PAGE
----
After being introduced to yoga at 15 years of age, it helped Nina Isabella navigate through life’s challenges and she was keen to continue while pregnant with her son. After a difficult birth and subsequent damage to her pelvic floor, she began reflecting on her prenatal yoga experience and realised that women needed a whole new kind of yoga practice to prepare them for birth. She went on to complete her training as a yoga teacher and childbirth educator and started Mamashanti, a yoga practice entirely devoted to supporting women through their birthing years. Here, she shares the passion behind Mamashanti and her business journey so far.
The passion: What inspired you to set up your business?
I was introduced to yoga at the tender age of 15. It helped me navigate high school, university, moving cities, my career as a landscape architect, relationships and health crises – everything! When I fell pregnant with my son in 1999, I realised I had been practising yoga for half of my life. Like many women who love their yoga, I wanted to continue my practice through pregnancy with as few alterations as possible – staying strong felt like the most important goal for birth preparation. Late pregnancy, I did transfer into prenatal yoga classes; while these classes gave me superb tools in breath awareness, they focussed on modified classical yoga sequences that had little reference to birth preparation.
When I birthed my son, tension through my pelvic girdle and pelvic floor made it difficult for my son to position favourably. I experienced an extended second stage that left me with damage to my pelvic floor. I couldn’t believe that I felt so lacking in skills to work with the intensity of labour. I had adhered to all of the messaging around preparation for birth – I kept myself strong and supple. Little did I know back then, this was a major contributor to my birth experience.
When my son turned four, I began yoga teacher training, studying part time, and working three days a week while raising my son alone. It was an incredibly challenging time that compelled me to process my birth experience. In this time, I found a deep held passion for reclaiming women’s trust in their innate wisdom to birth and raise their children consciously.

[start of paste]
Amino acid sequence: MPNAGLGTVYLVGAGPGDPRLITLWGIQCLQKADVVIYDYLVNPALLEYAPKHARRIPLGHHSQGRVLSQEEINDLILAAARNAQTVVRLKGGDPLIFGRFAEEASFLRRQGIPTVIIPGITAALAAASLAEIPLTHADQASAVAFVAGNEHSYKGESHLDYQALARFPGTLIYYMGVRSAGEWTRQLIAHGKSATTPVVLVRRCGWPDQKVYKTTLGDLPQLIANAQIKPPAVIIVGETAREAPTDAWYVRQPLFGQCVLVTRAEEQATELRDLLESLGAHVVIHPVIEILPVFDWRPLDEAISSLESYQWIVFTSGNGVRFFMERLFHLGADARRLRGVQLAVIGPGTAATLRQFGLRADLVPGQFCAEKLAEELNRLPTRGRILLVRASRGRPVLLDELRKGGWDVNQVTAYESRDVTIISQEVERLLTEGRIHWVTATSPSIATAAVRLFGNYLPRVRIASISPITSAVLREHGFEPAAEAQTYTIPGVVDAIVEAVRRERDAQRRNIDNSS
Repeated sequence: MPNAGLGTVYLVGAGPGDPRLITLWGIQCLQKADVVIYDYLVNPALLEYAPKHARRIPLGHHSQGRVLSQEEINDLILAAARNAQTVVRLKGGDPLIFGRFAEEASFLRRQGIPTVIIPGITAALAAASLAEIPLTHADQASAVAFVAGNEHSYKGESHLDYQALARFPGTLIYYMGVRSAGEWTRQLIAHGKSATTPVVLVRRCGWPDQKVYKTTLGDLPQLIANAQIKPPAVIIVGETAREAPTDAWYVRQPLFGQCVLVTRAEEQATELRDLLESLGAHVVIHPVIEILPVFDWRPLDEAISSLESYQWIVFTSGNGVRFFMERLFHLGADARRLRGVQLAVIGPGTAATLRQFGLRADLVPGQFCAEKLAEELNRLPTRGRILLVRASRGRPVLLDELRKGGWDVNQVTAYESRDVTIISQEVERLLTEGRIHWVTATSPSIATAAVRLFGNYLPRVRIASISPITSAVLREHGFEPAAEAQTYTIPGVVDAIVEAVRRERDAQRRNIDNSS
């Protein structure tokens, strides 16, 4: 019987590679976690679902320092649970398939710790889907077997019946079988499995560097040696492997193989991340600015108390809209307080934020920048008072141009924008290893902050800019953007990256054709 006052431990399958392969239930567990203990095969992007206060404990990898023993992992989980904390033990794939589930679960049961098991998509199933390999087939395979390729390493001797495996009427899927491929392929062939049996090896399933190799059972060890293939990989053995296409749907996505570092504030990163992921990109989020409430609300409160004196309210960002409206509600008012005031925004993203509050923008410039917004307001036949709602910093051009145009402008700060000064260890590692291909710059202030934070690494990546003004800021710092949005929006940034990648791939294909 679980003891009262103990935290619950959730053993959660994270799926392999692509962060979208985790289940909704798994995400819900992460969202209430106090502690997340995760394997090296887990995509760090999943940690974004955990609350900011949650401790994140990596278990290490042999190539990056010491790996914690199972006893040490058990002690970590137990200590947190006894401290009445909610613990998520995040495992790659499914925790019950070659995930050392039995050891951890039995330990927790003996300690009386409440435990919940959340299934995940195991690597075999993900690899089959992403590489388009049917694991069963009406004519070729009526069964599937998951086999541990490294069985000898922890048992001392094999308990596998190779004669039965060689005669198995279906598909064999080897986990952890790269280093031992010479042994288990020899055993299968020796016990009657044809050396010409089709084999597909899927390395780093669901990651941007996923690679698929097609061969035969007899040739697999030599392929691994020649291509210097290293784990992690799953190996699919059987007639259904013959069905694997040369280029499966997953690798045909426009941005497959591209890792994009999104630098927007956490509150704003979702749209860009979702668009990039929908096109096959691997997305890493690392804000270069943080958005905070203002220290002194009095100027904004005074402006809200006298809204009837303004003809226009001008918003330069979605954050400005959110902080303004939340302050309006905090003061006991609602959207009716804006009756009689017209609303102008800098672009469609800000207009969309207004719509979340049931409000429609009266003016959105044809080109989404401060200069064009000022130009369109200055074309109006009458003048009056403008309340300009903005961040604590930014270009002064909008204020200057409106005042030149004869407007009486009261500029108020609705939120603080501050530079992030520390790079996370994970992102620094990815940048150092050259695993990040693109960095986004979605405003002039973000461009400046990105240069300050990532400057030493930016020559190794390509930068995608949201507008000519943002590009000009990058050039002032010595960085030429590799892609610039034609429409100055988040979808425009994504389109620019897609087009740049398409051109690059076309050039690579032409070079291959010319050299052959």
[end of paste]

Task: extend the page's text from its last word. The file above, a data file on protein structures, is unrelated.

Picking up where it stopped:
Reflecting on attending births; conversations with birthing women and my own experience of attending prenatal yoga, I felt strongly that women needed a new kind of practice; one created from the ground up – from birth up. A whole new practice to prepare them consciously for the real world challenges of birthing in the 21st century.
The launch: How did you start out in the beginning?
Early my second year of yoga teacher training, I covered a few prenatal yoga classes and I fell in love with being in a room full of gorgeous pregnant women. It felt very clear to me that this was the only kind of yoga I wanted to teach!
In 2005, I completed training as a yoga teacher and childbirth educator and I established Mamashanti – a yoga practice entirely devoted to supporting women through their birthing years. Soon after, I completed birth attendant training with renowned educator – Rhea Dempsey – Birthing Wisdom.
I took a bold leap, left my career as a landscape architect, started attending births and teaching in a small, local studio. It all began with very modest-sized classes – such a wonderful way to learn my craft by offering individualised care – something that remains central to my practice. I posted flyers everywhere and soon, word got around and the little space started filling up!
Later that year, I received a call from the owner of a large studio who invited me in to run classes in her centre. I was over the moon with joy! I had a couple of conditions. First and foremost, Yoga for Pregnancy and Birth would be moved from the outer edges of the timetable to the centre; by regarding these classes as central to the studio’s offering, we became the first studio in metro Melbourne to offer four classes each week. Classes filled and soon they were overflowing – so many beautiful pregnant women one space! I augmented these classes with monthly Birthing Partners workshops and as these women were so lovely and so loyal, I started offering Womanly Yoga for postnatal support.
The innovation: What was the biggest breakthrough for you with your business?
Initially, I looked to the core needs of modern birthing women and pioneered a new mode of practice I call Yoga for Pregnancy and Birth – a practice that seamlessly integrates contemporary yoga, acupressure, breath awareness and nervous system regulation techniques with inspiring and on-point childbirth education.
As I spent more time connecting with birthing women, I uncovered a very dark secret – women were being led into childbirth without meaningful techniques to support their pelvic floor integrity. I thought it was just me who missed some vital message! I soon realised the prevailing message given to women in preparation for birth continues to be “stay strong”. This persistent message has inadvertently developed the modern condition of the over-toned pelvic floor; this is where muscles that are tense and unable to relax may contribute to longer labour, higher rates of intervention in birth and pelvic floor damage.